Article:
Don't We All ... Can't We All
I was at the barrel bottom, it was either swim or drown,
Down an out, no job, no food, no hope and a stranger in the town.
I had made my bed of thorns, I blame no one for my distress,
And in my poor and stupid attitude I reckoned that no one could care less.
I sat dejected, down hearted, angry, feeling sorrow for my life's fate,
And through the depth of my moroseness, my sad and sorry state,
I heard the voice of someone close, a man I did not know who said:
“What's your trouble son? What are your needs?” as if my mind he'd read.
“I need help”, and I looked to see who had joined me on my misery seat.
I saw an older man and I heard the words that from his lips did speak.
I could see that he had been a worker, I could see he once stood tall,
And I felt the sound of his sorrow as he said “Mate, don't we all.”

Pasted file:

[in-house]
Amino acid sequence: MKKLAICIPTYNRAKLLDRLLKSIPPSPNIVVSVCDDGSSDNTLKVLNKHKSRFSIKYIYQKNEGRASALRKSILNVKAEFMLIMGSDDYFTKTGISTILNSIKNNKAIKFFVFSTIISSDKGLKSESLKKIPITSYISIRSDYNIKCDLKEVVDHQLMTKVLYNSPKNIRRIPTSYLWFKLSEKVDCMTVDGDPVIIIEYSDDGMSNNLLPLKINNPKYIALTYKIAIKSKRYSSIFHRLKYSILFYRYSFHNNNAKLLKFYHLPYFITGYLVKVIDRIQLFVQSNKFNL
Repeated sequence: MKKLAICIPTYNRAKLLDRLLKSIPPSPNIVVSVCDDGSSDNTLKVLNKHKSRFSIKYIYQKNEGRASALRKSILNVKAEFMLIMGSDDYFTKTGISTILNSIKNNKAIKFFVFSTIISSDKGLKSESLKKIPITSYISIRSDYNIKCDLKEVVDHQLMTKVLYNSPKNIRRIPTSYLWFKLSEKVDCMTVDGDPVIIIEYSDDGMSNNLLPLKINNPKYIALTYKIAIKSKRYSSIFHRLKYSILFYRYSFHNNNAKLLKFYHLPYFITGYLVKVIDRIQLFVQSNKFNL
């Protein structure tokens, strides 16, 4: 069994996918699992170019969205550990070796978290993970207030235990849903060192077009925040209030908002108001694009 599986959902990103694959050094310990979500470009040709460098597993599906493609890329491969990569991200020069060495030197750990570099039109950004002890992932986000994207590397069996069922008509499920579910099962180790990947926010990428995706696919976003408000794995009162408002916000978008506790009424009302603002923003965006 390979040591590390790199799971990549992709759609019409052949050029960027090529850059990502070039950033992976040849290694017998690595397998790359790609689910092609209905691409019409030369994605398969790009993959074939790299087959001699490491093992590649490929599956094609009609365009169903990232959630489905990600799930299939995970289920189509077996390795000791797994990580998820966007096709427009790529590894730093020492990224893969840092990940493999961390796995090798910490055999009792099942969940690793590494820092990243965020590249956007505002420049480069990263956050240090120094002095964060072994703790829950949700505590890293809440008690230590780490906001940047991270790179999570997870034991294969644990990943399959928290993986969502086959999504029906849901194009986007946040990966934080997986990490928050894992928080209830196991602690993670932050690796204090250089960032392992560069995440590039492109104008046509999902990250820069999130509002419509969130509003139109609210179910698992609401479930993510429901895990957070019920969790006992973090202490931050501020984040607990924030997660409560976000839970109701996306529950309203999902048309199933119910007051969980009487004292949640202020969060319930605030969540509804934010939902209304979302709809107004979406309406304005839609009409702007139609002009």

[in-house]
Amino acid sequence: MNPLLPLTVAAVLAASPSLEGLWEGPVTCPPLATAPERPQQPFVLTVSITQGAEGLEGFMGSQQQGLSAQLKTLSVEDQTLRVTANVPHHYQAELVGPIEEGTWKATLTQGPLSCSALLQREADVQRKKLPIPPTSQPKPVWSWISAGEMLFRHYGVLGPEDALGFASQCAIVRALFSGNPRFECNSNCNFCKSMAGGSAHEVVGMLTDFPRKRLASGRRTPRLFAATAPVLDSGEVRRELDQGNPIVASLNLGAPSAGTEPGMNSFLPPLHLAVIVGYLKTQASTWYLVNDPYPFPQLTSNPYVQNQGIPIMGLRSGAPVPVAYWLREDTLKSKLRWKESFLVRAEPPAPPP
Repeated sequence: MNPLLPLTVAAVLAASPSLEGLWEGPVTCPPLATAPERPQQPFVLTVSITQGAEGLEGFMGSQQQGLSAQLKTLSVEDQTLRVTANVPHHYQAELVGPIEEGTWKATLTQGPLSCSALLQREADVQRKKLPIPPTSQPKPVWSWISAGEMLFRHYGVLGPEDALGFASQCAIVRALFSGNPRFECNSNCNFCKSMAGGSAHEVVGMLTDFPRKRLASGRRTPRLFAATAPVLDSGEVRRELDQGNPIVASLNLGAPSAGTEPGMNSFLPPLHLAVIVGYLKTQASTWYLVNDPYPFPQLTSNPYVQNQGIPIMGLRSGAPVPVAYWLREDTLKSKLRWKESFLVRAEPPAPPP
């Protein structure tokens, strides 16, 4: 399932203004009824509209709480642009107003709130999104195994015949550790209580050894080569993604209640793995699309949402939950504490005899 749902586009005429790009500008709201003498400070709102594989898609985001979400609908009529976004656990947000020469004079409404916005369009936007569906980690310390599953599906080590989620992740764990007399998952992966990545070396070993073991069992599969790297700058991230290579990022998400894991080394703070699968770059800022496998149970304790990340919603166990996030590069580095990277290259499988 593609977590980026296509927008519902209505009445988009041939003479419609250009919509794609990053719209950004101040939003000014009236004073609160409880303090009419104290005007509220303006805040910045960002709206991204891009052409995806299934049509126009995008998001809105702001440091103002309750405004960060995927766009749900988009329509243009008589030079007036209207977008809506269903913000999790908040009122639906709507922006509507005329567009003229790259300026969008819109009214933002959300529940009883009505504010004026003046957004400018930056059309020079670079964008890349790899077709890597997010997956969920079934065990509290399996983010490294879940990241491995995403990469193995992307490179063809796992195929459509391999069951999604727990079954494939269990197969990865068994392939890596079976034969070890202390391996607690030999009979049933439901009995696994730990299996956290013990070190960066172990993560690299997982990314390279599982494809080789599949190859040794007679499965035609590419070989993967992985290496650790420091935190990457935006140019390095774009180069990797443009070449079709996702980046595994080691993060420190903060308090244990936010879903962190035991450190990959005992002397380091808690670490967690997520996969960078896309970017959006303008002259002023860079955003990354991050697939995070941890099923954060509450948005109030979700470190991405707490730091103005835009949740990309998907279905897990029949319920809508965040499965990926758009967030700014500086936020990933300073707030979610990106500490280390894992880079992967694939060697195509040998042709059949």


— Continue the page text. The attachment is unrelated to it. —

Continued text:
I felt the need to let him speak for my cares seemed less somehow.
He told of the things that he'd lost, how fortune had often laid him low;
Of how he'd nursed and cared for his one true love, his own 'darlin' wife',
But she had gone, and she cried for leaving him alone in his remaining life.
And as he spoke he pointed to a woman passing by, a child in a pram,
“Look there my son, her babe is ill, and that poor lady, she has no man,”
He raised his hand in salute, and the woman returned his friendly call.
“This lad needs help” he told her and in answer she replied “Don't we all.”
“I see you have no boots, and I reckon you feel you are at life's dregs,
But have you thought of those out there, the ones that have no legs?”
I knew his words were true, I knew I'd turned the lamp out on myself,
And here I was a'wailing, a man still strong in perfect working health.
I rose from the seat of misery and I shook the man's rough hand,
And I started on the work to get myself back on to some dry land.
I knew it was in me, and feeling sorry was just a place for me to fall.
Yes, I had found some help this day, and really ... can't we all?
Note: A poem on an old adage theme.